There was an encouraging bit of news out of China last week. Disneyland Shanghai announced its reopening, and was rewarded with its opening-day ticket sales selling out in hours. Granted, the ticket sales were limited to 30 percent of normal, but if the markets were looking for fear or caution, they did not find it.
There is also good news out of the U.S. this week, with Quicken Mortgage saying they have seen no softening in real estate prices so far.
One thing that’s concerning is the evolving politicization of the pandemic, especially in the States. The White House Task Force said earlier this week that they can’t believe what the Centers for Disease Control says. That’s big. And there are enough reports of directed diagnoses – officials ordering doctors to label any pneumonia, flu or heart ailment as Covid – that it will be at least a year before we can gauge year-over-year mortality rates for H1N1 flu and other diseases to see if we can isolate the numbers for this one.
During the U.S. Senate hearings yesterday, the Democrats were slamming the Trump administration for the U.S. having a much higher mortality rate than does South Korea, but nobody seemed to note any number of variables that may have had an effect, such as average age, population density, percentage of old people in facilities versus home and the ability of the government to do invasive contact tracing. It just seems too early to start laying blame and stating facts.
One fact worth noting is that we are NOT in a recession. We cannot be, by definition. A recession is defined as two consecutive quarters of negative growth in the GDP. I will grant that it appears we are headed there, but we are not there, yet. This whole mess started in earnest only two months ago.
One thing I think is interesting is that Canada’s fiscal response has been mostly split equally between two of three sectors, and we are not one of the two. Big businesses are being protected, and individuals are getting mortgage relief, wage subsidies in one form or another and are saving costs on eating out, transportation and clothing. They may not like it, but they are. One of the quips a friend sent last week is that his car is now getting nine days to the liter.
Small businesses are getting a wage subsidy, which helps, and we are getting the chance to borrow $40,000 at no interest and a 25 percent forgiveness if it’s paid back by the end of 2022.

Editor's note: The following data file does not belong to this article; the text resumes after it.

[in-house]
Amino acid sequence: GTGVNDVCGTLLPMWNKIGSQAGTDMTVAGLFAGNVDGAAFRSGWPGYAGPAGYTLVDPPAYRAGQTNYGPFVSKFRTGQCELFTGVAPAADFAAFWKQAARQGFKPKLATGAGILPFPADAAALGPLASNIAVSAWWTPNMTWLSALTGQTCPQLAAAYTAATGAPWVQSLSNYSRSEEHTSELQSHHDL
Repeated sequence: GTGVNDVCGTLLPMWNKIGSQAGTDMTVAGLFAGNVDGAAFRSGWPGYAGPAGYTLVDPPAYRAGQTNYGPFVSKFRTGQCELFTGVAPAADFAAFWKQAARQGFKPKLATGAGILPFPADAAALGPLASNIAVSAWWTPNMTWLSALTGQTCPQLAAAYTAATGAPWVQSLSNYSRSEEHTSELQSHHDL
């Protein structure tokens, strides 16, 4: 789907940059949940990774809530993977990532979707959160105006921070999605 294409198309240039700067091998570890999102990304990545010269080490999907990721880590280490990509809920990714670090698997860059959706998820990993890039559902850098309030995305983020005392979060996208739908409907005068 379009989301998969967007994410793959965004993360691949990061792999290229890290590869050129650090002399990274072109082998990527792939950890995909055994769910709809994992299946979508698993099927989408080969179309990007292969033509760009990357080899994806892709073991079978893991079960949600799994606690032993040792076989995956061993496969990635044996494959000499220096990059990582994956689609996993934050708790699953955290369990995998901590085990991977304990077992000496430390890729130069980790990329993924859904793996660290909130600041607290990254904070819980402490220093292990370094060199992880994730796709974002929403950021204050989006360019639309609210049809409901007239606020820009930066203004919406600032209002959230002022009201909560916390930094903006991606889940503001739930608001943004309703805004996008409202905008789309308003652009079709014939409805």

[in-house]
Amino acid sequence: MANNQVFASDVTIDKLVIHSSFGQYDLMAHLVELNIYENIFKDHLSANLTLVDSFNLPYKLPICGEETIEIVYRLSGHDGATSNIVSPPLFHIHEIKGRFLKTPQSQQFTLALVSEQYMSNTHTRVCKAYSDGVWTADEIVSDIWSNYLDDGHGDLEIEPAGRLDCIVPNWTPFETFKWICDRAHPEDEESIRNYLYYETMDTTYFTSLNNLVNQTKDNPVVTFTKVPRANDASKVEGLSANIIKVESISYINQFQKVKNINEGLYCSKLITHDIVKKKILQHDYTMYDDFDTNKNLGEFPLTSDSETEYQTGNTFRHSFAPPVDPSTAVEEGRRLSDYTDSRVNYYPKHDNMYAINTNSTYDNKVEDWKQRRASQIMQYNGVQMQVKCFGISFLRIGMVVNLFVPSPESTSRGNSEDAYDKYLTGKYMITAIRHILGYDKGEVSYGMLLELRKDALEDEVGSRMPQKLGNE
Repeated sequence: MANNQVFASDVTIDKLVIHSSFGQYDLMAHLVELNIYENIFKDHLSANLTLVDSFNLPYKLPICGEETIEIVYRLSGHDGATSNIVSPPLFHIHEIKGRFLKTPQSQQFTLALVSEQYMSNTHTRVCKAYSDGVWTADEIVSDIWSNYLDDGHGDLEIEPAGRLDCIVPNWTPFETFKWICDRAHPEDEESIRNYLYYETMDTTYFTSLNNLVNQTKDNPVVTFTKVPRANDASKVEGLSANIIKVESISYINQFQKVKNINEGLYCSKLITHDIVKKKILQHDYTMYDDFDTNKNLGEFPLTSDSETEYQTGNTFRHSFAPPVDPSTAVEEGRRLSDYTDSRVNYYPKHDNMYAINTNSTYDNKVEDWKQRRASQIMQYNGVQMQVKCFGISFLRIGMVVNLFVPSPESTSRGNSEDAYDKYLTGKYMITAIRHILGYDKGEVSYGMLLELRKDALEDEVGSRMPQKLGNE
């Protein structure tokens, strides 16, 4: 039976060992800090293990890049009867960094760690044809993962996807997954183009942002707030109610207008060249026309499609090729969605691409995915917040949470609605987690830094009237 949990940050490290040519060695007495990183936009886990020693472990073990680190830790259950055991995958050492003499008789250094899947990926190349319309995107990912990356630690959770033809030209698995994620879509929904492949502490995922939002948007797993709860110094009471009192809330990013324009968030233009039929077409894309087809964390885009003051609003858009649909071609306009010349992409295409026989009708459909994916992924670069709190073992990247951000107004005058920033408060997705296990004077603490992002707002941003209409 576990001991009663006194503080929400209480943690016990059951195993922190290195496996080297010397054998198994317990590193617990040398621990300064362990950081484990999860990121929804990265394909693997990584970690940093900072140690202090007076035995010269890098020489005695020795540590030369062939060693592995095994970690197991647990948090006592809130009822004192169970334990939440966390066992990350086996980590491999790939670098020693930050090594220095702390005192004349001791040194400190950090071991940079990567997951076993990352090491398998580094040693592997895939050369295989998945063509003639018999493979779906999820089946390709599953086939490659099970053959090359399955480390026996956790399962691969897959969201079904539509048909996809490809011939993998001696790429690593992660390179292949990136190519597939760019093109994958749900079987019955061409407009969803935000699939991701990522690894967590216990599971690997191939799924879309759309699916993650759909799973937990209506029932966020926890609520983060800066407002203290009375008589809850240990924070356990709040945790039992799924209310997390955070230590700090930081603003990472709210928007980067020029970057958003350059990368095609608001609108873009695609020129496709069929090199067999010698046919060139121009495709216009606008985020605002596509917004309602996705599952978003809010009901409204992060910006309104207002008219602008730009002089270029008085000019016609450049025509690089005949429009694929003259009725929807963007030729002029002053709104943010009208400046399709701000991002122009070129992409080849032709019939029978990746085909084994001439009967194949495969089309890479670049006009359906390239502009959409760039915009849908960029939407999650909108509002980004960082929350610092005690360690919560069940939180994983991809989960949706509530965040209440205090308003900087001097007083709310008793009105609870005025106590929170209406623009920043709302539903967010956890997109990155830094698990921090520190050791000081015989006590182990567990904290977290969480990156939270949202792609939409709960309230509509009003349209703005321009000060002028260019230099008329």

I have to say, that seems fairly thin, compared to the other two sectors, especially since small businesses will be paying back the largess of the government for the foreseeable future, a loan is a loan and must be repaid and nobody can predict what revenues will look like over the 18-month payback period.
A wise and thrifty entrepreneur can borrow the no-interest money, sit on it for a year, pay it back and pocket $10k, which is nice, I guess, but I don’t know your cash flow. Ten thousand dollars will just about cover the postage on one issue of the magazine; forget about printing and binding.
This will be interesting. As we approach returning to work, we will see two groups of people: those that were able to work or not, commute by Zoom or not and collect a cheque, anyway, and those that were able to work or not and not collect a cheque. Small business owners may fall in that second category. One friend of mine owns a couple of gyms. According to her, just the taxes, maintenance and insurance on one facility is $6,000 per month, not including the lease, and her revenues went straight to zero.
It strikes me as odd that the tables have been turned to the point that employees may be returning to the market with money in their pockets, while their former bosses are left wanting.
Another friend and business owner made another interesting observation. He said, “A few people are going to get very rich over this.”
So should we get despondent and quit? Not at all. As noted, the housing markets look good. The virus appears to be defeat–able in other countries, so it is, here, as well. So, things will return to normal, even if it’s an adjusted normal.
What should we do? The same thing as entrepreneurs always do. Look for opportunities in change, fix what can be fixed, save what can be saved and start over when nothing else works.
Simple, eh? The thing is, social-distancing jokes aside, we are all still in this together and tomorrow is a new day. It’s spring and it’s time for Canada to come out of a cold, hard winter.
Oh, what the heck! One social-distancing observation: after all this is over, the population will need a lot more floor space. That means more cabinets, more tables, more desks … you get the picture.
I would like to thank the British Columbia Floorcovering Association for inviting me to speak via Zoom to their recent meeting. They recorded the talk, which covered some of the same points, and you can see it here, if you like.